Mwalimu Sacco to sell troubled bank’s shares
By CW Correspondent
In a bid to overturn its poor performance, Mwalimu National Sacco plans to sell its stake at Spire Bank to a strategic investor.
Businessman Naushad Merali, the founder of Spire Bank who sold some of his shares to Mwalimu Sacco, is also planning to sell his remaining stake at the troubled bank.
The sale would have been concluded by now but the outbreak of the deadly Coronavirus put breaks on the plan.
The bank in a notice published in local dailies called off an Extra Ordinary General Meeting that would have sealed the sale.
In a notice published in local dailies, the bank stated that upon internal deliberations and to minimise the potential spread of COVID-19 in line with the Government’s directive on avoiding social gatherings, the Extra-Ordinary General Meeting of the Company that had been scheduled for March 27th 2020 at 9th Floor, Mwalimu Towers, Hill Lane, Upper Hill, Nairobi at 10.00 was put off indefinitely.
But the sale will be concluded once the Coronavirus pandemic is contained.
The sale is part of efforts to give the troubled Spire Bank a fresh breath after years of registering losses, dealing a major blow to Mwalimu Sacco that invested heavily in the troubled institution.
In the notice the lender was seeking endorsement to engage potential suitors seeking to buy a 100 per cent stake in the bank.
The struggling lender has been looking for a strategic buyer to inject much-needed capital after six years of losses wiped out its core capital and shareholder funds even as the bank lost billions of shillings in customer deposits.
Spire Bank had said the proposed deal would only be concluded on terms that are acceptable to it and after it has been supplied with all the relevant information.
“That upon the recommendation of the Directors of the company that entering into and performance of a share purchase agreement and any other ancillary agreements by which a suitable purchaser shall legally acquire shares representing 100 per cent of the authorised and issued share capital of the company,” reads part of the special resolution that the bank was seeking from its shareholders.
This is the second time that the lender is making attempts to sell its shares.
UK-based crypto lender BlockBank walked out of a deal after expressing initial interest in 2018.
BlockBank had approached the teachers’ bank but failed to prove it had the money needed to seal the deal, going quiet after announcing the proposal.
Mwalimu, which is owned by teachers, spent Sh2.4 billion in 2015 to acquire a 75 per cent stake in the lender, which was then operating as Equatorial Commercial Bank, and which was owned by Merali.
Merali retained a 25 per cent interest in the institution.
The Sacco now carries the investment in its books at Sh1.2 billion or half its original capital despite the bank reporting negative equity of Sh291.9 million in the nine months ended September 2019.
Spire Bank made a net loss of Sh212 million in the review period, narrowing it from Sh636.1 million the year before.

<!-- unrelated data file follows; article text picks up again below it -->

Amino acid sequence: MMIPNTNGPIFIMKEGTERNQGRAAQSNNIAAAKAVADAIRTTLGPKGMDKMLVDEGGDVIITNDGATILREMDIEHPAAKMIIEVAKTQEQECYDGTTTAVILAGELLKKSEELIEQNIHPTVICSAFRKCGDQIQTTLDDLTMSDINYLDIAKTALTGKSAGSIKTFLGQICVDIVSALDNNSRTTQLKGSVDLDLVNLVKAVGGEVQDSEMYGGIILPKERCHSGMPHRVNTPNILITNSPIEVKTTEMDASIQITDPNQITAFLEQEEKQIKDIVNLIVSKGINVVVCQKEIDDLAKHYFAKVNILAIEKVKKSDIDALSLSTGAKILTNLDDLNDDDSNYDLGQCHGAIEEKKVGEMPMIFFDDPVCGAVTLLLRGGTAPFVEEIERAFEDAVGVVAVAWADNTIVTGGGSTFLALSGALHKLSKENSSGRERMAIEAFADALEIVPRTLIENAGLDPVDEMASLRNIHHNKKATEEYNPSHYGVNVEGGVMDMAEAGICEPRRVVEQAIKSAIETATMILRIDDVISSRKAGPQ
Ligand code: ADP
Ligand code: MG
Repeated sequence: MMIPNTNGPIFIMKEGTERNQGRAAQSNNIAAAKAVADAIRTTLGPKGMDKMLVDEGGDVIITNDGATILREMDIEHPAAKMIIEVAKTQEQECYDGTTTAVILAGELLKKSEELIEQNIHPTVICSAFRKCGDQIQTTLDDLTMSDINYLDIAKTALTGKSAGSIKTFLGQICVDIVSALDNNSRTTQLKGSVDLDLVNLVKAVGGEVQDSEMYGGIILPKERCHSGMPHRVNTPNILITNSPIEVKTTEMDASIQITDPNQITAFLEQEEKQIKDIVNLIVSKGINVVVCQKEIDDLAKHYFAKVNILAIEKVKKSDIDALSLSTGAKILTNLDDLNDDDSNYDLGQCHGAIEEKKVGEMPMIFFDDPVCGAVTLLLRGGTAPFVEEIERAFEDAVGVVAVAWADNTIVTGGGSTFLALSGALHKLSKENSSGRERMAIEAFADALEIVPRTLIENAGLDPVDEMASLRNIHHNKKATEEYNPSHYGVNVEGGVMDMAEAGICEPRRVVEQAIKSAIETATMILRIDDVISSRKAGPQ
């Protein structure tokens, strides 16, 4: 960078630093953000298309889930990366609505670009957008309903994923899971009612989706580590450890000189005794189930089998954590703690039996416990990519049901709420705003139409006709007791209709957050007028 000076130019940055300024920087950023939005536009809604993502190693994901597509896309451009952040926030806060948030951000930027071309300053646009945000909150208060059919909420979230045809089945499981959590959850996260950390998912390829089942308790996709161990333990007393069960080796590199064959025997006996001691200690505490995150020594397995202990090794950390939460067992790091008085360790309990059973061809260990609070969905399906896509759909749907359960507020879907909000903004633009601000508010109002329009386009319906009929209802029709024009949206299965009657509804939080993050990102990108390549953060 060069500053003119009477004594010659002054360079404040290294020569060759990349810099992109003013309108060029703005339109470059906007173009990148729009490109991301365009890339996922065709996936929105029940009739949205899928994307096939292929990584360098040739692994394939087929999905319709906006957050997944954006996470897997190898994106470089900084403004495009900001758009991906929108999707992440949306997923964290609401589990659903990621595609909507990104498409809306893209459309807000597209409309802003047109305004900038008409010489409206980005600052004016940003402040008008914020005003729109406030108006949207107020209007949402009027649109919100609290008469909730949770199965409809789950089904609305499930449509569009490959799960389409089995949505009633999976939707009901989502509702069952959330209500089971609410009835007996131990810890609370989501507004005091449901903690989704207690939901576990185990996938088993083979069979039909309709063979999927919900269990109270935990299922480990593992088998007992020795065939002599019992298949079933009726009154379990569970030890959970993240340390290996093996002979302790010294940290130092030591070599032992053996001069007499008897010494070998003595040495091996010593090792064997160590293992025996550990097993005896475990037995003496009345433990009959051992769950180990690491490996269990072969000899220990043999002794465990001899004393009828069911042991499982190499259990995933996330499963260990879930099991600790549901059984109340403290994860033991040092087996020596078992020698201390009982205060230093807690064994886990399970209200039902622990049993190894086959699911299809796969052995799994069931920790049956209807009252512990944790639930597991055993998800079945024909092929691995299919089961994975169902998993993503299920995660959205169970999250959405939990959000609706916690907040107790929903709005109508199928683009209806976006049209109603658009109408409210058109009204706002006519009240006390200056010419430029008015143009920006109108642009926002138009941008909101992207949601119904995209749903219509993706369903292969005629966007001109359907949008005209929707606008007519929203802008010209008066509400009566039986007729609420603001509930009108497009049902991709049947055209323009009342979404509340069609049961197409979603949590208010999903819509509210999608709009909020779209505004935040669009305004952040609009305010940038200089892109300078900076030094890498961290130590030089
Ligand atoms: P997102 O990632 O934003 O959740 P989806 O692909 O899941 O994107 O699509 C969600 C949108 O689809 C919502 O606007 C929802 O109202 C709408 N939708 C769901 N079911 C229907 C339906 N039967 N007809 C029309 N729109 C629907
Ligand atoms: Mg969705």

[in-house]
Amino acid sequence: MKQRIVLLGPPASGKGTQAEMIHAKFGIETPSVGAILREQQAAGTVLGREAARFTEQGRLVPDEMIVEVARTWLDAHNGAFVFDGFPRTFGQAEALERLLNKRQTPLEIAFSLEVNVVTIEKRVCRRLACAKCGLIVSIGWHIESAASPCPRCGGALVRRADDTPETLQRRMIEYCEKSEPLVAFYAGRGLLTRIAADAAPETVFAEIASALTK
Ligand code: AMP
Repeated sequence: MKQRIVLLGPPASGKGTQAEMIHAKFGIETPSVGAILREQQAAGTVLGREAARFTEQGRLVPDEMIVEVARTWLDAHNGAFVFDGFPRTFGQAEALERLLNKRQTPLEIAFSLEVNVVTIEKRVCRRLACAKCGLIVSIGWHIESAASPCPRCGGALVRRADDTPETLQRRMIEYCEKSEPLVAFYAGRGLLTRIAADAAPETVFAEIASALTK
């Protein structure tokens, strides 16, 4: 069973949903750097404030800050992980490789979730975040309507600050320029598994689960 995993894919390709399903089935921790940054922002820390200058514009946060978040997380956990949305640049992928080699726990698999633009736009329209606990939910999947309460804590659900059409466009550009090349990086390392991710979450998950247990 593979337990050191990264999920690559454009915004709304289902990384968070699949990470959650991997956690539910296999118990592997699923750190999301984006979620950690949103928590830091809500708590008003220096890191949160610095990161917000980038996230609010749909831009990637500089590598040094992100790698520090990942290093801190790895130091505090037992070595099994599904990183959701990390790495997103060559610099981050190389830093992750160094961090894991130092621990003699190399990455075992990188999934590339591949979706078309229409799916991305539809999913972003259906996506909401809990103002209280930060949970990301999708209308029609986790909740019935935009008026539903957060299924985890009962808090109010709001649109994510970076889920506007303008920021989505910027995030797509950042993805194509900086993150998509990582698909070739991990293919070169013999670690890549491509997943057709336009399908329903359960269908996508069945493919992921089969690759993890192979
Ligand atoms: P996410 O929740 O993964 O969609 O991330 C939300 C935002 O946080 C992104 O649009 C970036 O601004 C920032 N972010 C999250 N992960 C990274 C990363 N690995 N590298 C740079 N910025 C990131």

It had a negative core capital of Sh1 billion, meaning it needs Sh2 billion to meet the minimum statutory requirement.
It has also breached all the other minimum capital thresholds and has been operating under the forbearance of the Central Bank of Kenya as it seeks a buyer.
The capital crisis has persisted despite the bank converting Sh950 million of deposits from Mwalimu into capital, signalling that the Sacco’s losses could rise beyond the Sh2.4 billion it initially invested in the lender.
The Sacco’s buyout of the bank had raised eyebrows when it first became public, with various government agencies opposing the deal before later approving it.
Mwalimu Sacco made the acquisition without conducting a due diligence on the bank.
Former officials of the Sacco were also accused of conflict of interest, with former CEO Robert Shibutse having worked for the then Equatorial Commercial Bank and other companies associated with Merali.
Ahead of the transaction, the lender transferred its office building, Equatorial Fidelity Centre in Nairobi’s Westlands area, to its associate company Fidelity Shield Insurance, in which it held a minority stake at the time.
Despite the lender’s historical losses, former officials of Mwalimu remained upbeat about the deal.
Shibutse, for instance, argued that the transaction would save Mwalimu banking fees and stop its members from fleeing the Sacco to mainstream lenders.
Spire Bank has, however, proved to be a sinkhole that has got larger on the back of the lender’s own inefficiencies and the introduction of more adverse policy and regulatory measures in the banking sector.
For instance, the bank’s ability to lend has been constrained, leading to a Sh1 billion decline in outstanding loans to Sh3.4 billion in the nine months ended September 2019, compared to Sh4.4 billion a year earlier.
This, in turn, resulted in interest income dropping to Sh421 million from Sh662 million.
Spire Bank’s deposits also declined from Sh6.8 billion to Sh4.5 billion, but this also reduced interest expenses from Sh532 million to Sh359 million.
With a decline in lending, negative capital position and thinning cash reserves, the lender desperately needs rescue cash from a strategic investor.